I am not a big Star Wars fan. While I cannot deny the importance of Star Wars as a cultural phenomenon and its place in cinema history, I do not rave about the various films in the franchise. Aside from The Empire Strikes Back, the originals seem rather ropey and stretched both narratively and thematically, while the prequels are overly complicated and poorly paced. So the most exciting aspect for me as I approached The Force Awakens was that it is a J.J. Abrams film, as I enjoyed all of Abrams’ previous directorial efforts (Mission: Impossible III, Star Trek, Super 8 and Star Trek Into Darkness). I previously wrote that Star Trek Into Darkness was something of a repackaging of The Wrath of Khan. This was something of a problem for that film, which did not always manage to declare its own identity. Such is not the case with The Force Awakens, which could be fairly described as a reawakening of Star Wars as a whole. The Force Awakens illustrates much that is typical of Abrams – fast-paced storytelling, warm and witty characters, stellar action sequences and fanboy enthusiasm. Crucially, Abrams does not let his (evident) love for the originals overshadow his own story, as he and co-writers Lawrence Kasdan and Michael Arndt pay sufficient homage to George Lucas’ initial characters and concepts but concentrate on telling their own story in such a way that is both fresh and familiar. New characters rub shoulders with old favourites while beloved sequences and plot developments are reimagined with affection, creativity and, crucially, genuine emotion. Some characters are conflicted while others are regretful, some are motivated by kindness and others by desperation. For the most part, characters are given sufficient detail to enjoy spending time with them, not least because of some genuinely funny verbal and physical jokes. And when it comes to the action, Abrams delivers visceral and arresting sequences, as attack ships hurtle through space and atmosphere, taking the viewer on wild rides both expansive and claustrophobic. Ground battles are similarly gripping and compelling, with the shadow of history and the call of destiny never far away yet never overshadowing events. As a new hope, The Force Awakens strikes back as Star Wars returns with fresh life and vigor for this franchise, Abrams and co delivering one of the finest blockbusters of 2015.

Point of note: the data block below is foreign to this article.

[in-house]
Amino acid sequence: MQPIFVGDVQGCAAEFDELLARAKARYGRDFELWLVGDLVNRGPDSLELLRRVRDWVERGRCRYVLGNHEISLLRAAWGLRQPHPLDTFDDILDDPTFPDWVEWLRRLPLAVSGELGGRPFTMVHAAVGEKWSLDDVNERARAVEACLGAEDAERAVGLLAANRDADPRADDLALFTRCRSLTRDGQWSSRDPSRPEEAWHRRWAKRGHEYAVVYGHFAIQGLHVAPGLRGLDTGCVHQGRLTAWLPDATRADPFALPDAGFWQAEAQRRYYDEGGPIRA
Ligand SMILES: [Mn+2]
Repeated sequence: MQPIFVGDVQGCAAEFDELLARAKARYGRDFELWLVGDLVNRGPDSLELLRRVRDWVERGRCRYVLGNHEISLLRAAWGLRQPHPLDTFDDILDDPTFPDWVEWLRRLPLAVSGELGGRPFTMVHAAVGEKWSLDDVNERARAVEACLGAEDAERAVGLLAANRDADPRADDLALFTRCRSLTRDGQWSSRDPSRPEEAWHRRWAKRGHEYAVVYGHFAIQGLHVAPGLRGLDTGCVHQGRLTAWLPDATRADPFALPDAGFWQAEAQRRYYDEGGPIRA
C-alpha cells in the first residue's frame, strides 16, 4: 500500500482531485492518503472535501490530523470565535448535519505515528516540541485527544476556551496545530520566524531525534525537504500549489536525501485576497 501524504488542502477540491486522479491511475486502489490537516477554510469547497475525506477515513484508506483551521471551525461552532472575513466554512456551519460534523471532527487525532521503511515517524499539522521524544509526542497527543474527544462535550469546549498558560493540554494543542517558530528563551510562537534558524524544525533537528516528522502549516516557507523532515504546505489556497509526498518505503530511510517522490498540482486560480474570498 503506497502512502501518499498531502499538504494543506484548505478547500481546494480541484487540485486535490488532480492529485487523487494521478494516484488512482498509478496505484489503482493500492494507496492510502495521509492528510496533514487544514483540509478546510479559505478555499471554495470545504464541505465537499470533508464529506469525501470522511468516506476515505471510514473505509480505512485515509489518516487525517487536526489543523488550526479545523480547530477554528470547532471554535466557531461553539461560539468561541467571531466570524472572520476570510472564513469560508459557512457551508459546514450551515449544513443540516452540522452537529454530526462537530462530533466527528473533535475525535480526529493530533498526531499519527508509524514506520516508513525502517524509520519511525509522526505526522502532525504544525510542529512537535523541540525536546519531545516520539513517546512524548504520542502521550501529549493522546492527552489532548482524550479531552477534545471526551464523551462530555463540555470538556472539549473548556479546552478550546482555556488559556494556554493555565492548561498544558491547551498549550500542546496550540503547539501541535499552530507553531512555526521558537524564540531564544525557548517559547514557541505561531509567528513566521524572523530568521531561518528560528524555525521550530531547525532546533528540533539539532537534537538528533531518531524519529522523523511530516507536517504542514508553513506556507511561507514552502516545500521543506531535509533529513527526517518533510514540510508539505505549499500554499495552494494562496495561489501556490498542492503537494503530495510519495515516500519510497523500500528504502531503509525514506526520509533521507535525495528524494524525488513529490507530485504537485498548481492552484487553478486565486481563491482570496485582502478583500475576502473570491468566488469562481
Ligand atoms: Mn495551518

Carol is a delicately beautiful and heartbreakingly mournful period romance. Director Todd Haynes and screenwriter Phyllis Nagis adapt Patricia Highsmith’s novel The Price of Salt into an entrancing portrayal of hidden love, frustrated desire and broken people glancing off each other. As would-be lovers Carol Aird and Therese Belivet, Cate Blanchett and Rooney Mara are never less than utterly engaging. Blanchett has a sublime ability to merge strength with fragility, which makes Carol something of an ideal role for her. Mara conveys both wide-eyed innocence and growing experience as the relationship progresses. Judy Becker’s exquisite production design not only creates the necessary period detail but also serves to create a mise-en-scene of entrapment, both protagonists enclosed by societal as well as familial demands. DOP Edward Lachman lenses much of the film in soft focus, adding to the melancholy longing of the characters. It would be so easy for a film of forbidden love to overextend into crude melodrama, but Haynes utilises restraint and subtlety to express the anguish of his characters, with looks, gestures and careful framing suggesting as much as they explicate. Carter Burwell’s score is similarly suggestive, drawing the viewer along and sweeping them up when necessary. Overall, Carol is that finest of cinematic finds – a gem where all elements operate in near perfect harmony.